Wars only fix things internationally if the RIGHT PEOPLE are choosing them, running them -- and WINNING them. Check back in 2008 and let us know how that's going.

Posted by: secularhuman on November 23, 2006 at 10:21 PM | PERMALINK

NATO's move into the southern provinces since July sparked heavy resistance from resurgent Taliban fighters. Canadian, British and Dutch troops have done most of the alliance's fighting and suffered dozens of casualties.

Countries with troops in the south want nations such Germany, France, Italy and Spain to reduce restrictions on what role their troops can play in Afghanistan and where in the country they can operate.

So much for Europe helping the USA in it's 'just' war. It's always good to know who you can count on to hold your back, and even better to know who you can never count on. We are out of Europe and NATO is a bureaucratic shell for this reason. NATO functions only when the USA says it functions. And even then it's not for much.

GWB has been extremely shrewd in closing our European bases. Europe has to decide if it wishes to defend itself. They need to make that decision soon or Eurabia becomes inevitable. GWb has forced them to start thinking of life on their own for that's where they are. We're not going back.

Posted by: rdw on November 23, 2006 at 10:34 PM | PERMALINK

Point at international cooperation ever solving a problem like Darfur if you can."

Apartheid.

That was nothing like the genocide in Darfur. But at least you tried to answer the question. The next closest answer would of course by Kosovo but then that was against the UN's wishes after 'coooperaton' had failed and only the USA was able to intervene, with air power.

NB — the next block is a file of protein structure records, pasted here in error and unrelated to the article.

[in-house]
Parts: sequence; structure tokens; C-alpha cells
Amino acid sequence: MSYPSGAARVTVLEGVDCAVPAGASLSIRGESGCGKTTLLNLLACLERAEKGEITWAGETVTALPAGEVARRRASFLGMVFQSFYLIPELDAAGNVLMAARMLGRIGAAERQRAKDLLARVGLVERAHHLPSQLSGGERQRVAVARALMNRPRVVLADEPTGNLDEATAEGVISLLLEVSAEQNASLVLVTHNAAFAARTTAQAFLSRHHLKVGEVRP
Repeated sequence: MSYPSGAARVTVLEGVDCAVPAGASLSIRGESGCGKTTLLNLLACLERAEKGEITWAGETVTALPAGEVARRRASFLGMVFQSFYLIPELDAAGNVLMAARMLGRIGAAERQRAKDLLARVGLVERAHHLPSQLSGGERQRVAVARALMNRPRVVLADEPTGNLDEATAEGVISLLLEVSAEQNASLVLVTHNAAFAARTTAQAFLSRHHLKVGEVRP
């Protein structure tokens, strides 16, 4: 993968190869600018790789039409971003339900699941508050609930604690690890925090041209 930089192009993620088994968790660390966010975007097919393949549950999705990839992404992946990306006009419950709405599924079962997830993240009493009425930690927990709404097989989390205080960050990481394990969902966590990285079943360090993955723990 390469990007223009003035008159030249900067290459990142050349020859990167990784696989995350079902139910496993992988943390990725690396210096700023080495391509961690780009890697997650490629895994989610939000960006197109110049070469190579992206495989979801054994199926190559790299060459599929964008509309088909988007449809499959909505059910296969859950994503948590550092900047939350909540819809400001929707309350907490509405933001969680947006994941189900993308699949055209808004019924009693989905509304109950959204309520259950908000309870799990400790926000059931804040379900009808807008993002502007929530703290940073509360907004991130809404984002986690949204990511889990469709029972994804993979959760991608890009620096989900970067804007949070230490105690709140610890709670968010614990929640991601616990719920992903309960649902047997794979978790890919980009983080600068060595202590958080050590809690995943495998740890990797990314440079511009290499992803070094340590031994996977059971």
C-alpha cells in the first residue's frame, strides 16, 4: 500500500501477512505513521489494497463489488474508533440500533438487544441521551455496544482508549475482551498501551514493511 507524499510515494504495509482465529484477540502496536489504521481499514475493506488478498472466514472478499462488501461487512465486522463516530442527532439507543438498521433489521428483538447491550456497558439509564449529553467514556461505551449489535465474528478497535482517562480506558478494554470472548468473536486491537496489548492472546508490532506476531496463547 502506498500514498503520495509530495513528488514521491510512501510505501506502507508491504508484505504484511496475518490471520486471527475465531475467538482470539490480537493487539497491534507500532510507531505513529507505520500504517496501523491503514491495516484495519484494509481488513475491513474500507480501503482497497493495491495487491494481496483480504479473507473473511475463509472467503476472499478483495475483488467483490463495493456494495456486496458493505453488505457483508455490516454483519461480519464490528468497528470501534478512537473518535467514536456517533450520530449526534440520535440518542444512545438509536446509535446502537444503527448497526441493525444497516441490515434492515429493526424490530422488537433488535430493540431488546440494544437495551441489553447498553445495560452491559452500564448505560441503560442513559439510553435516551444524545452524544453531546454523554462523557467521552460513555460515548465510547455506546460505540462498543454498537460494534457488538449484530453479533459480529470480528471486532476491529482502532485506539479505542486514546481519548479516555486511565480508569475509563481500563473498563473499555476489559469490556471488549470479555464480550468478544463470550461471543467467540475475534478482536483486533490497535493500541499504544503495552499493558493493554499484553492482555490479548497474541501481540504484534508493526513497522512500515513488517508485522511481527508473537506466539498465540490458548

It will be a very long time before there's another Kosovo and it absolutely will not be in Europe. Unfortunately it will not be in Darfur either. After Iraq and Afghanistan the USA military will be in for a long deserved rest. It's very unlikely conservatives will support any kind of Democratic effort nor will the large pacifist wing of the Democratic Party. The military itself will not support any effort without wide popular support and that's not going to happen with these two groups aligned.

The most interesting theatre of operations will not be the Middle East but Europe. The Iranains are fully aware Israel would wipe them out, as well as Syria, if they chose to attack. Iran wishes to interfere in Europe where these things can be done with far, far less risk and they have so much more land which like Israel was once before under Muslim control.

Posted by: rdw on November 23, 2006 at 10:59 PM | PERMALINK

Someone name of Trashhauler>

Perhaps because their governments realize that the United States is not the only target. It has been possible to secure their assistance because the limited goals at this stage of the Afghanistan campaign make it certain that the chance of taking large numbers of casualties is very low.

This is a bit foolish to think; the promise of "low casualties" means they are willing to fight? Not sure if you meant to state something so demonstrably ridiculous, but I won't dwell upon it.

The fact of the matter is, NATO has no business in Afghanistan; NATO should not be taking a mission that is rightly the mission of the United States. What NATO could do is take missions that are engaging the US elsewhere and free up troops. Problem is, there aren't any to send. This is what happens when you break the US military; you have the commandant of the Marine Corps sounding a public warning and you have elected officials scrambling to find a few brigades to send into an ever-deepening hell hole in Iraq. Meanwhile, Afghanistan sinks further into the clutches of these jihadis of which you speak.

The jihadists' main effort is in Iraq, as is ours, and Afghanistan is definitely a secondary effort. In this case, obtaining international cooperation was both possible and logical.